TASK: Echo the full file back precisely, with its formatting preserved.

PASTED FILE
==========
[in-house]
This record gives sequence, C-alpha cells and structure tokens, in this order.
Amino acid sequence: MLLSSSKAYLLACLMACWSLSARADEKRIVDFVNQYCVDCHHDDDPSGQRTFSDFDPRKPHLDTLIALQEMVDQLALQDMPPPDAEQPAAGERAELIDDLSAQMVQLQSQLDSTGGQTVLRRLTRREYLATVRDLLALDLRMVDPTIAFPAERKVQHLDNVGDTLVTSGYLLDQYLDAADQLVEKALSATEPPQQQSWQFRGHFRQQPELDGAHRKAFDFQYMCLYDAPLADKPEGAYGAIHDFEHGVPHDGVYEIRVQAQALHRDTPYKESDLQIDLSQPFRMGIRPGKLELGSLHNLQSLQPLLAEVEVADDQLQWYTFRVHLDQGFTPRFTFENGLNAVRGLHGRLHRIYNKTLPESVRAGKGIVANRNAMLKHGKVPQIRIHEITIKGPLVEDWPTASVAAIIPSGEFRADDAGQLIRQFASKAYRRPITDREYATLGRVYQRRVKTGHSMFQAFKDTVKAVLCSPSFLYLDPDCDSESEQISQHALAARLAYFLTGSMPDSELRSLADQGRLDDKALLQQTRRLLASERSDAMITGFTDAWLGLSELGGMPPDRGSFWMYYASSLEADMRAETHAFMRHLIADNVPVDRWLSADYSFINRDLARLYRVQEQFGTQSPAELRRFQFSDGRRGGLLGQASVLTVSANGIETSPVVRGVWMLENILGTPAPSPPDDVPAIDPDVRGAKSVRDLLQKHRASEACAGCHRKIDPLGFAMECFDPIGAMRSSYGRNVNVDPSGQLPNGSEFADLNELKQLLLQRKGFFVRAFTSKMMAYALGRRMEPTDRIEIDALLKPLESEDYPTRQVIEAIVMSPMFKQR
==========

[in-house]
This record gives sequence, C-alpha cells and structure tokens, in this order.
Amino acid sequence: MLLSSSKAYLLACLMACWSLSARADEKRIVDFVNQYCVDCHHDDDPSGQRTFSDFDPRKPHLDTLIALQEMVDQLALQDMPPPDAEQPAAGERAELIDDLSAQMVQLQSQLDSTGGQTVLRRLTRREYLATVRDLLALDLRMVDPTIAFPAERKVQHLDNVGDTLVTSGYLLDQYLDAADQLVEKALSATEPPQQQSWQFRGHFRQQPELDGAHRKAFDFQYMCLYDAPLADKPEGAYGAIHDFEHGVPHDGVYEIRVQAQALHRDTPYKESDLQIDLSQPFRMGIRPGKLELGSLHNLQSLQPLLAEVEVADDQLQWYTFRVHLDQGFTPRFTFENGLNAVRGLHGRLHRIYNKTLPESVRAGKGIVANRNAMLKHGKVPQIRIHEITIKGPLVEDWPTASVAAIIPSGEFRADDAGQLIRQFASKAYRRPITDREYATLGRVYQRRVKTGHSMFQAFKDTVKAVLCSPSFLYLDPDCDSESEQISQHALAARLAYFLTGSMPDSELRSLADQGRLDDKALLQQTRRLLASERSDAMITGFTDAWLGLSELGGMPPDRGSFWMYYASSLEADMRAETHAFMRHLIADNVPVDRWLSADYSFINRDLARLYRVQEQFGTQSPAELRRFQFSDGRRGGLLGQASVLTVSANGIETSPVVRGVWMLENILGTPAPSPPDDVPAIDPDVRGAKSVRDLLQKHRASEACAGCHRKIDPLGFAMECFDPIGAMRSSYGRNVNVDPSGQLPNGSEFADLNELKQLLLQRKGFFVRAFTSKMMAYALGRRMEPTDRIEIDALLKPLESEDYPTRQVIEAIVMSPMFKQR